12 November 2019 marked 28 years of the Internet in South Africa.
On this day in 1991, South Africa established its first TCP/IP link from South Africa to the United States.
That achievement was largely thanks to the work of South African Internet pioneer Mike Lawrie.
In 1988, a Rhodes University team consisting of Lawrie, Francois Jacot-Guillarmod, and Dave Wilson used donated equipment to salvage their own Internet gateway and set up a working email link between the university’s computer centre and the FidoNet email network.
By 1990, they attempted their first TCP/IP connection, linking computers at Rhodes and the University of Cape Town via UNINET.
Finally, in 1991, the first international TCP/IP connection was made between Rhodes and the home of Randy Bush in Portland, Oregon.
Lawrie wrote a detailed paper on the methods the team used on its road to connecting South Africa to the world wide web.
MyBroadband spoke to Lawrie about his reflections on those early days and asked him about the current state of the Internet in South Africa.
His answers are detailed below.
What were some of the greatest challenges involved in setting up South Africa’s first international email link?
One was to get past the experts on the then UNINET Board who had a far too negative view at the time that any international link could be set up. This in about 1988, when the comprehensive anti-apartheid act of the USA had been enacted.
I got very little if any support from that quarter at the time, until I showed that it actually had been done for the Rhodes University campus.
Another was to find some way of routing the mail to international destinations. We tried several alternatives without success, and eventually settled on using a PC running FidoNet software, and tweaking things so that email that was sourced and destined for the Rhodes Control Data mainframe magically appeared on that PC as if it had been typed directly on that PC.
That was, literally, for email. When it came to making TCP/IP packets flow to/from the Internet, a major challenge was to persuade Telkom to install an international circuit. They refused point blank for some 3 months.
How would you describe the feeling when you successfully sent that first email?
We (the three of us, viz Francois Jacot-Guillarmod, Dave Wilson, me) were on a high. It was quite unbelievable to us that we had achieved this, and that it kept working. Keeping up with the way the traffic expanded then became a serious problem.
What were the types of down/uplink speeds you were able to reach with the networking system?
Once we had the first FidoNet-based dial-up system working, circa Feb 1989, we switched from a 2400bps dial-up modem to one that could achieve something like 14,400bps. Given 10 bits (start bit, 8bit byte, stop bit) the data flow jumped from 240 characters per second to 1,440.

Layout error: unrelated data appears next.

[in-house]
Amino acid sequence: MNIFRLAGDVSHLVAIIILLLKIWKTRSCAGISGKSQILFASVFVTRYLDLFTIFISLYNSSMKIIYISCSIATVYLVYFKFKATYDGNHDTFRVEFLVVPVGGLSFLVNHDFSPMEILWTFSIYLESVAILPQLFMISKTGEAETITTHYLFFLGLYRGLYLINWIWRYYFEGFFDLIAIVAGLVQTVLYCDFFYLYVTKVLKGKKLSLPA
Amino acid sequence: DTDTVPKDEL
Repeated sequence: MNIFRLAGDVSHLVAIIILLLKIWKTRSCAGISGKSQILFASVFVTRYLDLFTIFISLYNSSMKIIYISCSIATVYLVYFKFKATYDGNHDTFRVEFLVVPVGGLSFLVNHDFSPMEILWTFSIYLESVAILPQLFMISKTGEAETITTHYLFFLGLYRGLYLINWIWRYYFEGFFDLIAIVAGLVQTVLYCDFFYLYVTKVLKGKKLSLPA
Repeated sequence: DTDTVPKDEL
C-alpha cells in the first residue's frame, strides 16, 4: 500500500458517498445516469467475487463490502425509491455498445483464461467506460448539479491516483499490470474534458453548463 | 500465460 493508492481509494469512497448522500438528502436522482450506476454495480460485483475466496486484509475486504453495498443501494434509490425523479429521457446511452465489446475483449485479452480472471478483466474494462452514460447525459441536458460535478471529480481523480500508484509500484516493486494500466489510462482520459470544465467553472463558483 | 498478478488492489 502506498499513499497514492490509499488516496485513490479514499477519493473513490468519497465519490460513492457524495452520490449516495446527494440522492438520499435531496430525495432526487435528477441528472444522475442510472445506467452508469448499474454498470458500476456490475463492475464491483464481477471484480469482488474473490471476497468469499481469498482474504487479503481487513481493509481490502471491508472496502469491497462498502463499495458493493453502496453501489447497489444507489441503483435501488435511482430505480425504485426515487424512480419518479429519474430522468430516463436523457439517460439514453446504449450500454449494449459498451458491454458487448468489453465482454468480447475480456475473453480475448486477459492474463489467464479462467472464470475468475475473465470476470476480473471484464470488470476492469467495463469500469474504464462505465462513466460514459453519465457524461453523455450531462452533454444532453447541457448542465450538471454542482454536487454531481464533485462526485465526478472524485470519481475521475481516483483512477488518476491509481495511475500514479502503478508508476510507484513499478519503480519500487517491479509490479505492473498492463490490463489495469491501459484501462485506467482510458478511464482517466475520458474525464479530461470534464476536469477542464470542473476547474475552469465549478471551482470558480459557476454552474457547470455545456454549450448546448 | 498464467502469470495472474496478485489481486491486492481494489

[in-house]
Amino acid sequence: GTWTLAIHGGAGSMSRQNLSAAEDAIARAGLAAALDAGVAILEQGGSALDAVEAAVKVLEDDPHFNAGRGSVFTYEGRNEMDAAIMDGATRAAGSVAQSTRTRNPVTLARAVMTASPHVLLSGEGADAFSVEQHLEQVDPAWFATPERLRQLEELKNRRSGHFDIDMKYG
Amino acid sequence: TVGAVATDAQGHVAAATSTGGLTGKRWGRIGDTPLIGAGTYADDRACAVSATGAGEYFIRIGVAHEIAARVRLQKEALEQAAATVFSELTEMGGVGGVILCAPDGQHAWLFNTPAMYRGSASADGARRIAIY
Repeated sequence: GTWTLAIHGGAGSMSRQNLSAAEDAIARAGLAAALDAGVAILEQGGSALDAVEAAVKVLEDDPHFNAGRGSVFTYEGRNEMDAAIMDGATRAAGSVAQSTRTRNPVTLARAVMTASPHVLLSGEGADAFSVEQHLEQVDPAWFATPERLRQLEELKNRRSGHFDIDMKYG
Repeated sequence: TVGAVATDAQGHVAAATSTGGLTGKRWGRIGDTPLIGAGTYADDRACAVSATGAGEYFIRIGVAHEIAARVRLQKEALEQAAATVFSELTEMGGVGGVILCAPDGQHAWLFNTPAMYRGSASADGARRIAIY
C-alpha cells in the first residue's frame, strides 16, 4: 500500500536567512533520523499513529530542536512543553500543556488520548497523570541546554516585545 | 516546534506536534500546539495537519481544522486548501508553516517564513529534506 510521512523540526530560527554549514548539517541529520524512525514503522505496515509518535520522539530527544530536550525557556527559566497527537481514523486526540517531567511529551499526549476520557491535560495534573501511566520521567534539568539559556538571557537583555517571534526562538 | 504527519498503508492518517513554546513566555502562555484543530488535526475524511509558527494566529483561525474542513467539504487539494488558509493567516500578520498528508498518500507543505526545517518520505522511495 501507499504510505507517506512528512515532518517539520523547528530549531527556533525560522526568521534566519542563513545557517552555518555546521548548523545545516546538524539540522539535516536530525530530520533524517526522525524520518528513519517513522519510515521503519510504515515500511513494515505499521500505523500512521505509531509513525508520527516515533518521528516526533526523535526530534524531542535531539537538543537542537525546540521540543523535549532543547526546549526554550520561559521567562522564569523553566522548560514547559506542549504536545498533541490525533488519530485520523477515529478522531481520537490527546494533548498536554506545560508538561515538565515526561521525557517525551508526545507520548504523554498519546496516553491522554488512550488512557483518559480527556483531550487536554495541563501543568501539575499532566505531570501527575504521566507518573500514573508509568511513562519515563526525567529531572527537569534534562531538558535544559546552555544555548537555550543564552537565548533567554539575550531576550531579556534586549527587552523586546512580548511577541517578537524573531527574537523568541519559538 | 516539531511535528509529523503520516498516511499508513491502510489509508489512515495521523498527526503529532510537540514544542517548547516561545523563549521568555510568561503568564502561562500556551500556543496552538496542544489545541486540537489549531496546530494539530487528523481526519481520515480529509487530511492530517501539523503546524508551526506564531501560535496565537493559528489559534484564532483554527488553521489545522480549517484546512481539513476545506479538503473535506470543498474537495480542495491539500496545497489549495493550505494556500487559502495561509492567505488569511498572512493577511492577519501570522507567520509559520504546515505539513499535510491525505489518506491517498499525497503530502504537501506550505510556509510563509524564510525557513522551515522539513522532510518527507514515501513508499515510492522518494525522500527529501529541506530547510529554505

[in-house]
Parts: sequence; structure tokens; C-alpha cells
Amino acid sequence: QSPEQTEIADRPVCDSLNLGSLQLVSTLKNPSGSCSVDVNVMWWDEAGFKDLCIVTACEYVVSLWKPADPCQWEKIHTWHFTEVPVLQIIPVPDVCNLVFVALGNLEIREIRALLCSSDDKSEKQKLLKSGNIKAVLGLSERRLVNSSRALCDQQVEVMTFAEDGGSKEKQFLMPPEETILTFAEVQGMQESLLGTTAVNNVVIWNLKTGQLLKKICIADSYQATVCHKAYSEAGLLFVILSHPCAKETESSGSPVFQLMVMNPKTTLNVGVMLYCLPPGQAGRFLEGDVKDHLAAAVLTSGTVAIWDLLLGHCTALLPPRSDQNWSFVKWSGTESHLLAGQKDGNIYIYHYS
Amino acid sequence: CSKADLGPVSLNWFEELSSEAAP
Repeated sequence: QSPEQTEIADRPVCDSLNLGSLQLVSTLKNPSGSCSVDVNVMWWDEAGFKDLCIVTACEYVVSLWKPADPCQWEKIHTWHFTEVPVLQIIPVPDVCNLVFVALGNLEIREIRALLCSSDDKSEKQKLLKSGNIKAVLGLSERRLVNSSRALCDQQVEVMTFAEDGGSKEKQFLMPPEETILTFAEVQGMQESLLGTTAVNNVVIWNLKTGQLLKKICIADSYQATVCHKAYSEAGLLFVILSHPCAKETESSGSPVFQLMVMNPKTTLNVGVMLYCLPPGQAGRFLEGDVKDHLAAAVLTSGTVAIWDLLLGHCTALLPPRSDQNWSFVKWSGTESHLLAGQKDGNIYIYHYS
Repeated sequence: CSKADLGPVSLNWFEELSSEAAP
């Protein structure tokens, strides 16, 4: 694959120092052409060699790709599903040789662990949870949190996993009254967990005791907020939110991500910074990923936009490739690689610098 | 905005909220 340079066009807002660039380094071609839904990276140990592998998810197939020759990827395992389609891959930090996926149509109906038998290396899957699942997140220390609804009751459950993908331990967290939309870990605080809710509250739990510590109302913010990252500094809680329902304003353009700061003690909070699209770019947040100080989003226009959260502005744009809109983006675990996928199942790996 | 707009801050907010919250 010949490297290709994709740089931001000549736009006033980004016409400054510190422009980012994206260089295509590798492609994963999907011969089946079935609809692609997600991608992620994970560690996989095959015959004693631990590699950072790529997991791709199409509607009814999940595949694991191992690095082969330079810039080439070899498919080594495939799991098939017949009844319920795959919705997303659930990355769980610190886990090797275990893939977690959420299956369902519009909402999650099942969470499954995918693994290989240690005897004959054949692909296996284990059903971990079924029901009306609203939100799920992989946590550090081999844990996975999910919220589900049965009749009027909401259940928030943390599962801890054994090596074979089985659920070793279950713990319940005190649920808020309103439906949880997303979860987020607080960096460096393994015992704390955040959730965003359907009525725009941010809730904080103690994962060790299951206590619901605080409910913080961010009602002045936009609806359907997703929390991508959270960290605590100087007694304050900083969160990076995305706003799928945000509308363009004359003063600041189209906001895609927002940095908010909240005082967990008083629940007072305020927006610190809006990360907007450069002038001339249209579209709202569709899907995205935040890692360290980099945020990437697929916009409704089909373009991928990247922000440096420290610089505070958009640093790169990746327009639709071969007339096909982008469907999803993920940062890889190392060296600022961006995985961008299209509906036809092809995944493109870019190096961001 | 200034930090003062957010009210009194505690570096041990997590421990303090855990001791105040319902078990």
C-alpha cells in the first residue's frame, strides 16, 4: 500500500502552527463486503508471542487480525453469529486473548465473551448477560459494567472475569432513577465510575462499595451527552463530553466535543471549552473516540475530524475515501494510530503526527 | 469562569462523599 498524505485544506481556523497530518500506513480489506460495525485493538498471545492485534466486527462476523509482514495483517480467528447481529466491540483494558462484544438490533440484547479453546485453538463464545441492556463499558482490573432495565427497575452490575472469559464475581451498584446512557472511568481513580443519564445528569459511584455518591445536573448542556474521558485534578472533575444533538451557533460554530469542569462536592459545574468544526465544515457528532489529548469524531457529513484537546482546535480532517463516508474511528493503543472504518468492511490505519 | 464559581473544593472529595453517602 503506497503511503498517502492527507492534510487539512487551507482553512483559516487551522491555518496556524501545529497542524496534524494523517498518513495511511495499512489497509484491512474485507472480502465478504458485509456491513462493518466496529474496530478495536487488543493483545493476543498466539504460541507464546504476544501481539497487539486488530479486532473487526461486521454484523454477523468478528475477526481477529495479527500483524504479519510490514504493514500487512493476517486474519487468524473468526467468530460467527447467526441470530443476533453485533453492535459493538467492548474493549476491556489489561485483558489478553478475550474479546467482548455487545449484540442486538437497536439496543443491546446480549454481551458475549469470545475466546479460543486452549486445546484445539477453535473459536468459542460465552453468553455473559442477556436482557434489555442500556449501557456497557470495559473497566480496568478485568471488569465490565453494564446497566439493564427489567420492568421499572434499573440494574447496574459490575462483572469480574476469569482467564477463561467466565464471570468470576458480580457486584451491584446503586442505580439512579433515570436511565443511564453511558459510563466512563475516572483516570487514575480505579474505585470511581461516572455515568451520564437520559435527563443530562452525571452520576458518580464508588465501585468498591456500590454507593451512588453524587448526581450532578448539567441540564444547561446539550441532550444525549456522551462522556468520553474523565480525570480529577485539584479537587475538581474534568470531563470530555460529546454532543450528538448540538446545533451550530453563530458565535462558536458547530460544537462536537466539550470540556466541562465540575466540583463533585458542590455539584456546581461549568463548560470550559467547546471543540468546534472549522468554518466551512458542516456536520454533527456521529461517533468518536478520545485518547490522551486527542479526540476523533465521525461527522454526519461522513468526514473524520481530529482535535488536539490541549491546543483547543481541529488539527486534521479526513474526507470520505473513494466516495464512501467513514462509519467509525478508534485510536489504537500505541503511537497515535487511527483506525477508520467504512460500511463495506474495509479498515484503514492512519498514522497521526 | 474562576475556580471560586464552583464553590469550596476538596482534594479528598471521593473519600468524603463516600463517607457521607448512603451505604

When Telkom eventually installed the leased line, we still used that 14,400 modem. By then the link was being used to carry traffic for 10-odd universities, and was badly congested.
What do you think were the most important developments in the history of the Internet in South Africa?
This is very difficult to say, but I would mark the year 1995 as being the time when commercial use of the Internet got going in SA. You know the story, in the army your greatest promotion is from private to lance corporal, so in that vein commerce woke up to the Internet.
I think that an important aspect was to deal with Telkom. My view of the obstructions that they put in the way, and their total lack of support for research and academic networking, was a huge obstruction to the country.
It was not surprising that SATRA rejected Telkom’s assertion that they had the sole monopoly to provide Internet services throughout SA – this alone was a landmark event.
Small schools in the USA were connected to the internet at T1 speeds (1.5Mbps) while the largest of our universities did not even have half of that bandwidth for their connection, and shared a badly congested international link. How was the country to produce IT gurus under such conditions?
How do you feel about the global and South African Internet landscapes today?
Without doubt SA is missing the boat. The education system, even at private schools, suffers from teachers that are severely lacking in IT skills. At the least, all teachers should have 24/7 access at home.
Pupils do not have to become IT experts, but they should be fully confident in using IT, indeed be so familiar with it that they are almost bored by it. How can that happen unless the teachers themselves have a high degree of confidence?
Access to online services (eg my bank, my medical aid – names withheld) are appallingly slow. Surely there is enough fibre in the ground to speed things up? Like the empty seat on a plane, it is too late to sell the ticket, so it is with dark fibre.
Globally? The hacking is an utter curse, but I believe that the reason why this is possible is because there is so much bad software out there that one can hack together stuff like ransomware.
When the supplier of the world’s most popular OS puts out a gigabyte or two of so-called “security updates” every few months, it goes to show that its software is very unreliable.
I do find it most odd that people publish their personal information on social media for the world to see, and then get upset when someone garners huge amounts of this information and uses it for who knows what.